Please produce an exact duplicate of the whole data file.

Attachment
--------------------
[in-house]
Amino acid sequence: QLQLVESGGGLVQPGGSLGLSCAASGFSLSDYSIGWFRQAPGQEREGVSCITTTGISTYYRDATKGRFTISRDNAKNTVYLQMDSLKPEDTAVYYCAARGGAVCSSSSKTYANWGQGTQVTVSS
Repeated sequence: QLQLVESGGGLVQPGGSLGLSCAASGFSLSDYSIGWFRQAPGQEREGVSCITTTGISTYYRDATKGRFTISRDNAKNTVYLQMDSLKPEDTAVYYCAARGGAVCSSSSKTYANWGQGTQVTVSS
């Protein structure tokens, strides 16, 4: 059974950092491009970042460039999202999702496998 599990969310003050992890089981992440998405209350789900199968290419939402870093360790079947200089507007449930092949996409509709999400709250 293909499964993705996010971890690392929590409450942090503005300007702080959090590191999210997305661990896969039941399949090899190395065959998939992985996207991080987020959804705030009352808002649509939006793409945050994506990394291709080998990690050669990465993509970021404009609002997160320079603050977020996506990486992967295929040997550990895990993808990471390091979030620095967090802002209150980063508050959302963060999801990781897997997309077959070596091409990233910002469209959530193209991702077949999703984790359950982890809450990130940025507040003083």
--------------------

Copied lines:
[in-house]
Amino acid sequence: QLQLVESGGGLVQPGGSLGLSCAASGFSLSDYSIGWFRQAPGQEREGVSCITTTGISTYYRDATKGRFTISRDNAKNTVYLQMDSLKPEDTAVYYCAARGGAVCSSSSKTYANWGQGTQVTVSS
Repeated sequence: QLQLVESGGGLVQPGGSLGLSCAASGFSLSDYSIGWFRQAPGQEREGVSCITTTGISTYYRDATKGRFTISRDNAKNTVYLQMDSLKPEDTAVYYCAARGGAVCSSSSKTYANWGQGTQVTVSS
């Protein structure tokens, strides 16, 4: 059974950092491009970042460039999202999702496998 599990969310003050992890089981992440998405209350789900199968290419939402870093360790079947200089507007449930092949996409509709999400709250 293909499964993705996010971890690392929590409450942090503005300007702080959090590191999210997305661990896969039941399949090899190395065959998939992985996207991080987020959804705030009352808002649509939006793409945050994506990394291709080998990690050669990465993509970021404009609002997160320079603050977020996506990486992967295929040997550990895990993808990471390091979030620095967090802002209150980063508050959302963060999801990781897997997309077959070596091409990233910002469209959530193209991702077949999703984790359950982890809450990130940025507040003083």